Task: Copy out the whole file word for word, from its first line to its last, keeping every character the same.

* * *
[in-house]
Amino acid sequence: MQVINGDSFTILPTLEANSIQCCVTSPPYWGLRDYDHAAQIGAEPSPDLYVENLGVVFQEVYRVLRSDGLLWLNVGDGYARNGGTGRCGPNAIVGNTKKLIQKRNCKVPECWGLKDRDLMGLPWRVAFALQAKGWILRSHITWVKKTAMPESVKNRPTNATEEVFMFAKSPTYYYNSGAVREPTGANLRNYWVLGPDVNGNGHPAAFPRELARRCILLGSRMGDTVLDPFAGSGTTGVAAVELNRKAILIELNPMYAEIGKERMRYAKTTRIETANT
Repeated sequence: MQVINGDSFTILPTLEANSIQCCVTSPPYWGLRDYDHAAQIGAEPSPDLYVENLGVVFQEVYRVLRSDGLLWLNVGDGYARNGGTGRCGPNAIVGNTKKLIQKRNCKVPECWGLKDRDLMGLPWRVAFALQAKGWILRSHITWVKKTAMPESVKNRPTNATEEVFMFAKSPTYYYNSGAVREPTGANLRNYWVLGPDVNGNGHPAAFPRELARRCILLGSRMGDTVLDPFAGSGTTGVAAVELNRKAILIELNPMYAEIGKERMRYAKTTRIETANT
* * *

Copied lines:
[in-house]
Amino acid sequence: MQVINGDSFTILPTLEANSIQCCVTSPPYWGLRDYDHAAQIGAEPSPDLYVENLGVVFQEVYRVLRSDGLLWLNVGDGYARNGGTGRCGPNAIVGNTKKLIQKRNCKVPECWGLKDRDLMGLPWRVAFALQAKGWILRSHITWVKKTAMPESVKNRPTNATEEVFMFAKSPTYYYNSGAVREPTGANLRNYWVLGPDVNGNGHPAAFPRELARRCILLGSRMGDTVLDPFAGSGTTGVAAVELNRKAILIELNPMYAEIGKERMRYAKTTRIETANT
Repeated sequence: MQVINGDSFTILPTLEANSIQCCVTSPPYWGLRDYDHAAQIGAEPSPDLYVENLGVVFQEVYRVLRSDGLLWLNVGDGYARNGGTGRCGPNAIVGNTKKLIQKRNCKVPECWGLKDRDLMGLPWRVAFALQAKGWILRSHITWVKKTAMPESVKNRPTNATEEVFMFAKSPTYYYNSGAVREPTGANLRNYWVLGPDVNGNGHPAAFPRELARRCILLGSRMGDTVLDPFAGSGTTGVAAVELNRKAILIELNPMYAEIGKERMRYAKTTRIETANT